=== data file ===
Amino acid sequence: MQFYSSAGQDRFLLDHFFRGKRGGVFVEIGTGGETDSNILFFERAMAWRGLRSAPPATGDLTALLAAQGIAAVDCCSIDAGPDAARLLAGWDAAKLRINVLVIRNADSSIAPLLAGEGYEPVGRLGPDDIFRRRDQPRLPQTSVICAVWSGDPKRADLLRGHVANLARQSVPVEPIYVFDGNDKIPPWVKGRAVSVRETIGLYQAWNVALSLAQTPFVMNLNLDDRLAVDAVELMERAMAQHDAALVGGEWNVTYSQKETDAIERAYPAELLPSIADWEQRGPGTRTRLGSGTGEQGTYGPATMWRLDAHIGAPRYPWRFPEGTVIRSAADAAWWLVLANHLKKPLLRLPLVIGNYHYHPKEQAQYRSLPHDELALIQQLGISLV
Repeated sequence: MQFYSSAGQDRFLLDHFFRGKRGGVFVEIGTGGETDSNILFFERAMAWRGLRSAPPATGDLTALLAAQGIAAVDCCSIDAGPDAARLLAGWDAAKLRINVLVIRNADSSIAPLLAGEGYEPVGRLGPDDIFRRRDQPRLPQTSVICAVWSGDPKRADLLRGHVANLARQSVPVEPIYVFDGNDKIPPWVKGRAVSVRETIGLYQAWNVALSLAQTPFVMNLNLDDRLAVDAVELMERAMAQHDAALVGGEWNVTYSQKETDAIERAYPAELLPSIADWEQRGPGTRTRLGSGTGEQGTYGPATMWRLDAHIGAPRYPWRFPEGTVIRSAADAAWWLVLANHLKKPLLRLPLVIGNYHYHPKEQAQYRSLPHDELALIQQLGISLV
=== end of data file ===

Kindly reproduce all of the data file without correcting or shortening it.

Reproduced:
Amino acid sequence: MQFYSSAGQDRFLLDHFFRGKRGGVFVEIGTGGETDSNILFFERAMAWRGLRSAPPATGDLTALLAAQGIAAVDCCSIDAGPDAARLLAGWDAAKLRINVLVIRNADSSIAPLLAGEGYEPVGRLGPDDIFRRRDQPRLPQTSVICAVWSGDPKRADLLRGHVANLARQSVPVEPIYVFDGNDKIPPWVKGRAVSVRETIGLYQAWNVALSLAQTPFVMNLNLDDRLAVDAVELMERAMAQHDAALVGGEWNVTYSQKETDAIERAYPAELLPSIADWEQRGPGTRTRLGSGTGEQGTYGPATMWRLDAHIGAPRYPWRFPEGTVIRSAADAAWWLVLANHLKKPLLRLPLVIGNYHYHPKEQAQYRSLPHDELALIQQLGISLV
Repeated sequence: MQFYSSAGQDRFLLDHFFRGKRGGVFVEIGTGGETDSNILFFERAMAWRGLRSAPPATGDLTALLAAQGIAAVDCCSIDAGPDAARLLAGWDAAKLRINVLVIRNADSSIAPLLAGEGYEPVGRLGPDDIFRRRDQPRLPQTSVICAVWSGDPKRADLLRGHVANLARQSVPVEPIYVFDGNDKIPPWVKGRAVSVRETIGLYQAWNVALSLAQTPFVMNLNLDDRLAVDAVELMERAMAQHDAALVGGEWNVTYSQKETDAIERAYPAELLPSIADWEQRGPGTRTRLGSGTGEQGTYGPATMWRLDAHIGAPRYPWRFPEGTVIRSAADAAWWLVLANHLKKPLLRLPLVIGNYHYHPKEQAQYRSLPHDELALIQQLGISLV